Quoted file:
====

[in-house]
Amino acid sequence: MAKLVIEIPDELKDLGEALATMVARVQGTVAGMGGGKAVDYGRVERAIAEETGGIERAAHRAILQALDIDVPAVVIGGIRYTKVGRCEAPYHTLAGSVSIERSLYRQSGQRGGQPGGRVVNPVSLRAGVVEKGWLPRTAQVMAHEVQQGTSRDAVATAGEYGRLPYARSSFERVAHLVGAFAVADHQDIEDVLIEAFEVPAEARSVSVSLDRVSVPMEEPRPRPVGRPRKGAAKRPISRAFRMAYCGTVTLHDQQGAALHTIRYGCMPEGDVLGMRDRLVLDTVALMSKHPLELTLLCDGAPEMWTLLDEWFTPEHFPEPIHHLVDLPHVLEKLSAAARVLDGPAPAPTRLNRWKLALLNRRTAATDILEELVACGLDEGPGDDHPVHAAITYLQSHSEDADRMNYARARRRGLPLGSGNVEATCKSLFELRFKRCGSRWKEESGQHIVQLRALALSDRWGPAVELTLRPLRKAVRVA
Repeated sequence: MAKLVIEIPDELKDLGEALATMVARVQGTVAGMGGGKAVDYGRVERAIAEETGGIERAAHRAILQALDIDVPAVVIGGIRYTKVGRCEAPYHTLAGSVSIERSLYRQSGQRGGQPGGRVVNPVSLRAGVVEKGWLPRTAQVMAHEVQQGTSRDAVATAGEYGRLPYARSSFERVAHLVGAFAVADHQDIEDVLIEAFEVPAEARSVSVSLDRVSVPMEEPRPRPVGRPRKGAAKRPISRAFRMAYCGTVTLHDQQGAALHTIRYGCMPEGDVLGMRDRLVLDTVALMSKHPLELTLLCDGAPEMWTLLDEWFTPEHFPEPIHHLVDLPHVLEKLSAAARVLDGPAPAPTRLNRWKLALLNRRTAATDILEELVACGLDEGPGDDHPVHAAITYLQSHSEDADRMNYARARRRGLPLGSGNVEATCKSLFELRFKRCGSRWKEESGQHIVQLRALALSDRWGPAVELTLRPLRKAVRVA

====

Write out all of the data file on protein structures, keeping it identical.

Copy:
[in-house]
Amino acid sequence: MAKLVIEIPDELKDLGEALATMVARVQGTVAGMGGGKAVDYGRVERAIAEETGGIERAAHRAILQALDIDVPAVVIGGIRYTKVGRCEAPYHTLAGSVSIERSLYRQSGQRGGQPGGRVVNPVSLRAGVVEKGWLPRTAQVMAHEVQQGTSRDAVATAGEYGRLPYARSSFERVAHLVGAFAVADHQDIEDVLIEAFEVPAEARSVSVSLDRVSVPMEEPRPRPVGRPRKGAAKRPISRAFRMAYCGTVTLHDQQGAALHTIRYGCMPEGDVLGMRDRLVLDTVALMSKHPLELTLLCDGAPEMWTLLDEWFTPEHFPEPIHHLVDLPHVLEKLSAAARVLDGPAPAPTRLNRWKLALLNRRTAATDILEELVACGLDEGPGDDHPVHAAITYLQSHSEDADRMNYARARRRGLPLGSGNVEATCKSLFELRFKRCGSRWKEESGQHIVQLRALALSDRWGPAVELTLRPLRKAVRVA
Repeated sequence: MAKLVIEIPDELKDLGEALATMVARVQGTVAGMGGGKAVDYGRVERAIAEETGGIERAAHRAILQALDIDVPAVVIGGIRYTKVGRCEAPYHTLAGSVSIERSLYRQSGQRGGQPGGRVVNPVSLRAGVVEKGWLPRTAQVMAHEVQQGTSRDAVATAGEYGRLPYARSSFERVAHLVGAFAVADHQDIEDVLIEAFEVPAEARSVSVSLDRVSVPMEEPRPRPVGRPRKGAAKRPISRAFRMAYCGTVTLHDQQGAALHTIRYGCMPEGDVLGMRDRLVLDTVALMSKHPLELTLLCDGAPEMWTLLDEWFTPEHFPEPIHHLVDLPHVLEKLSAAARVLDGPAPAPTRLNRWKLALLNRRTAATDILEELVACGLDEGPGDDHPVHAAITYLQSHSEDADRMNYARARRRGLPLGSGNVEATCKSLFELRFKRCGSRWKEESGQHIVQLRALALSDRWGPAVELTLRPLRKAVRVA